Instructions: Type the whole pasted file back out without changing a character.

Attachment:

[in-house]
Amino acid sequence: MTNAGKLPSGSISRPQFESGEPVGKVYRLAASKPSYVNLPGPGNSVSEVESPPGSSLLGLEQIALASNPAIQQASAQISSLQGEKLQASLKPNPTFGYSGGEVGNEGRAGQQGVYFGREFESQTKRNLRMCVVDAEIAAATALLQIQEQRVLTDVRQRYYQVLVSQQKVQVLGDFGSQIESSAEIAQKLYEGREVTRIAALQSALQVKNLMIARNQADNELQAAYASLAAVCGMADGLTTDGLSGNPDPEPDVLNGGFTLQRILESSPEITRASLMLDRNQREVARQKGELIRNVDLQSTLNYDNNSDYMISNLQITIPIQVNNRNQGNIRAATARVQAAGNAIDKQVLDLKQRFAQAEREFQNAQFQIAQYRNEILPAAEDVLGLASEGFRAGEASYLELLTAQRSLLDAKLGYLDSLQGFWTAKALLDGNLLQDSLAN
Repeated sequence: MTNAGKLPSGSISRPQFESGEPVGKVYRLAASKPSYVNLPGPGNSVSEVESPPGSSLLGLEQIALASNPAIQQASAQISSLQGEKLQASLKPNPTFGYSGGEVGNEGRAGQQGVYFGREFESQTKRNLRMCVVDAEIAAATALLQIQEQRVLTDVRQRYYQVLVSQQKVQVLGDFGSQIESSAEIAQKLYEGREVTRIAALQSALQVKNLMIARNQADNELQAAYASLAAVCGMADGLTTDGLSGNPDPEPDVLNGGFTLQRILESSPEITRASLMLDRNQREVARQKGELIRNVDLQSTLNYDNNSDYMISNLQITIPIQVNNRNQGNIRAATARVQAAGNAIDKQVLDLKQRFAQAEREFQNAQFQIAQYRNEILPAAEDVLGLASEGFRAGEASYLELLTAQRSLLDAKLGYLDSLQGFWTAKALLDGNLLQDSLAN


[in-house]
Amino acid sequence: MTNAGKLPSGSISRPQFESGEPVGKVYRLAASKPSYVNLPGPGNSVSEVESPPGSSLLGLEQIALASNPAIQQASAQISSLQGEKLQASLKPNPTFGYSGGEVGNEGRAGQQGVYFGREFESQTKRNLRMCVVDAEIAAATALLQIQEQRVLTDVRQRYYQVLVSQQKVQVLGDFGSQIESSAEIAQKLYEGREVTRIAALQSALQVKNLMIARNQADNELQAAYASLAAVCGMADGLTTDGLSGNPDPEPDVLNGGFTLQRILESSPEITRASLMLDRNQREVARQKGELIRNVDLQSTLNYDNNSDYMISNLQITIPIQVNNRNQGNIRAATARVQAAGNAIDKQVLDLKQRFAQAEREFQNAQFQIAQYRNEILPAAEDVLGLASEGFRAGEASYLELLTAQRSLLDAKLGYLDSLQGFWTAKALLDGNLLQDSLAN
Repeated sequence: MTNAGKLPSGSISRPQFESGEPVGKVYRLAASKPSYVNLPGPGNSVSEVESPPGSSLLGLEQIALASNPAIQQASAQISSLQGEKLQASLKPNPTFGYSGGEVGNEGRAGQQGVYFGREFESQTKRNLRMCVVDAEIAAATALLQIQEQRVLTDVRQRYYQVLVSQQKVQVLGDFGSQIESSAEIAQKLYEGREVTRIAALQSALQVKNLMIARNQADNELQAAYASLAAVCGMADGLTTDGLSGNPDPEPDVLNGGFTLQRILESSPEITRASLMLDRNQREVARQKGELIRNVDLQSTLNYDNNSDYMISNLQITIPIQVNNRNQGNIRAATARVQAAGNAIDKQVLDLKQRFAQAEREFQNAQFQIAQYRNEILPAAEDVLGLASEGFRAGEASYLELLTAQRSLLDAKLGYLDSLQGFWTAKALLDGNLLQDSLAN